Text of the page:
§ The Marquess of Lansdowne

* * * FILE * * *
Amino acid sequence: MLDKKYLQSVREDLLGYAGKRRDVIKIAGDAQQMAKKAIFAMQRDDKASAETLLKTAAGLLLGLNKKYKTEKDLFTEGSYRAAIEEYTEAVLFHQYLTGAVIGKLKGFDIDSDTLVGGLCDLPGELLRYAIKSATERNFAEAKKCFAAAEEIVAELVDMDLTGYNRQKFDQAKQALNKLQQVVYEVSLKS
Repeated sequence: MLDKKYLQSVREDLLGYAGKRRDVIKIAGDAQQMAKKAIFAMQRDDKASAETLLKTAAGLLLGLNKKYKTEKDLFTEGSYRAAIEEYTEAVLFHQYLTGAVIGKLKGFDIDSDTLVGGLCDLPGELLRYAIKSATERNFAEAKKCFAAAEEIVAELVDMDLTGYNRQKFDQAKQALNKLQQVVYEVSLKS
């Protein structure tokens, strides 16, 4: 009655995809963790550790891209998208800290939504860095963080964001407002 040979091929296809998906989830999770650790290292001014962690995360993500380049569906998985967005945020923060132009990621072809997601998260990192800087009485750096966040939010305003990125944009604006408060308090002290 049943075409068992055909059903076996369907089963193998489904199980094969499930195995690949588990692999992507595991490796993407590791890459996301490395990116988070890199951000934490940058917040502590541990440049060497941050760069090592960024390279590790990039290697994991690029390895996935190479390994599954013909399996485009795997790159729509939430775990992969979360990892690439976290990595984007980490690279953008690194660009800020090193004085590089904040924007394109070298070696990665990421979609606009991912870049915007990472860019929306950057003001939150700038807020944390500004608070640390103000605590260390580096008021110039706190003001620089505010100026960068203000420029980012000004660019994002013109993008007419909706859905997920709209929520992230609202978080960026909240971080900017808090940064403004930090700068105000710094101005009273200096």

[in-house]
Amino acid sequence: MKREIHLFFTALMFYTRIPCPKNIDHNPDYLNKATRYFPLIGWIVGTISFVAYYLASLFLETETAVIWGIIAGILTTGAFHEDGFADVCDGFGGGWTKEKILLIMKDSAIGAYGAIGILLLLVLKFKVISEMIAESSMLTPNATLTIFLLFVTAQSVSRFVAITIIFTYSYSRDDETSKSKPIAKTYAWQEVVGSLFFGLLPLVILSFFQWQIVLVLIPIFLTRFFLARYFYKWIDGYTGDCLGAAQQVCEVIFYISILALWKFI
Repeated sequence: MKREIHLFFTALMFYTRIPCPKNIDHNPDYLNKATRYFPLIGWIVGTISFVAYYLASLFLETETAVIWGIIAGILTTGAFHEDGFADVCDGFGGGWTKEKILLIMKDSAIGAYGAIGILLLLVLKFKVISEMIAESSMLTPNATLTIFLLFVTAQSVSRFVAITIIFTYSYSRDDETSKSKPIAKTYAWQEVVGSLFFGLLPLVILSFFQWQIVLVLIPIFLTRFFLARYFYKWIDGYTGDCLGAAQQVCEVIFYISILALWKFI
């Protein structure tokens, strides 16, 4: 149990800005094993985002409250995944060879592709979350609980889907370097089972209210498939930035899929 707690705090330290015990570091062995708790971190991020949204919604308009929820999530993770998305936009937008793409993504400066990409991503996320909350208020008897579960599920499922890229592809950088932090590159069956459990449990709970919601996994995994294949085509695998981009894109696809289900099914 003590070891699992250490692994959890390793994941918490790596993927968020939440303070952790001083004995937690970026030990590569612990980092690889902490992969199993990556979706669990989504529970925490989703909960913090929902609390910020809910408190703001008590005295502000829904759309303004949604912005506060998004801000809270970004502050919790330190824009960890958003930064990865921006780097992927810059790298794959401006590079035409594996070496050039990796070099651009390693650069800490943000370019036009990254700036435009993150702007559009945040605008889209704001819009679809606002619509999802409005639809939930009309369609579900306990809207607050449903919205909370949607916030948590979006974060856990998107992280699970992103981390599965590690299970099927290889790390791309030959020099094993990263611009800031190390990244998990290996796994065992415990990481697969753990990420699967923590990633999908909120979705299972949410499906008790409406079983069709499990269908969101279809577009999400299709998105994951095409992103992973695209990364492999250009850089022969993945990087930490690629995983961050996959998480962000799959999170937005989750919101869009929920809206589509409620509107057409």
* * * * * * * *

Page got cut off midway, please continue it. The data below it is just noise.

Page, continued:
would take the opportunity of presenting a petition of the greatest importance, not only in consideration of the body from whom it came, but 240 also in consideration of the vast population to whose interests it related. Not being prepared to originate any motion, or to express any opinion of his own, or any opinion on the part of the Government, respecting the many subjects this petition embraced, he should confine himself to the duty of stating distinctly the substance of the petition to their Lordships. The petitioners were the directors of the East India Company, who in pursuance, as they stated, of that duty which they had always felt to be incumbent upon them, that of promoting the interests of that population, now increased to so many millions which was confided to their care, thought it expedient, solemnly and distinctly, to call the attention of the Legislature of this country to the complaints respecting the commercial disabilities affecting those interests. Without giving any opinion as to any practical measures that might be applied to remedy those complaints and representations, he was sure that he did no more than express not only the feelings of the Government, but of their Lordships, when he said that they were at all times prepared, as far as policy and circumstances would admit, to encourage the industry of the natives of India. It was represented by the petitioners, that although some measures had recently been taken to encourage the Indian trade, those measures were still in many respects essentially deficient, and that the India population were still deprived of the benefit which, as composing an important part of the dominions of this country, it was entitled to, being a peaceful, a loyal, an attached, and an industrious population under the British monarchy. The first point adverted to by the petitioners was that of the duty on sugar. They stated, that although it was true, Bengal sugar was now admitted into the British possessions upon the payment of a duty equal to that paid upon West Indian and American sugar, yet with respect to all the other Presidencies that measure was accompanied with so many restrictions that their sugar was not admitted for British consumption upon equal terms. With regard to many other commodities, the same restrictions continued to exist. They stated that this circumstance arose in consequence of the legal ambiguity of the term, "Her Majesty's dominions," and the term, "British possessions." A great many portions of the Indian empire which 241 deserved to be included in the facilities afforded to Indian commerce, and more especially the Mysore country, were deprived of that facility and encouragement. The petitioners therefore prayed their Lordships to give a more extended, and, in some respects, a more definite and precise interpretation to the term "British possessions." Another point to which they referred was, the extent to which Indian manufactures had been extinguished by the importation of English manufactured goods. They thought it was but reasonable, that, if the products of English industry were admitted free of duty in India, so Indian produce should be admitted free of duty for British consumption, or at least upon terms on a par with the produce of other parts of the British dominions. With regard to spirits, there was a greater difference between the produce of India and of the West Indies, than perhaps in any other commodity. That difference reached as high as 8s. or 9s. They prayed that that difference should be removed, and that in this respect also, there should be no difference between Bengal, and the other Presidencies. They further stated the injurious operations of the navigation laws, as affecting the population of India, and they prayed that those laws should be revised, as regarded the employment of native Indians in British commerce. They next adverted to the large extension of the growth of tea in Assam, which held out expectations that Assam would be able to furnish a large proportion of the supply of that article to Britain. They therefore appealed to their Lordships, to consider, as that supply increased, whether it would not be fit to encourage its cultivation by a discriminatory duty on tea, the produce of British territories. These were the different topics dwelt on in the petition, all involving very important interests, and which could not be approached without great consideration. At the same time he was convinced that if their Lordships were not prepared to entertain any measure having for its object the giving immediate relief to the petitioners on the points alluded to, they would have no hesitation in assenting to the general policy of promoting, whenever they had the means of doing so with safety, the growth of the produce, manufactures, and industry of the immense mass of the industrious and loyal population of India; and that, while they had succeeded in civilizing them for 242 the purposes of war, by disciplining them and making them instruments of war, they would not be less able or willing to improve them in the arts of peace, and assist in the developement of that industry which no persons who had recently made themselves acquainted with the state of the country, and the improvement of its population, could doubt they were capable of attaining, in the progress of time, under the fostering care of a paternal government. He therefore hoped the petition would meet the consideration of their Lordships; and, as he should not have another opportunity of bringing the subject before their Lordships, he begged it might be read by the clerk.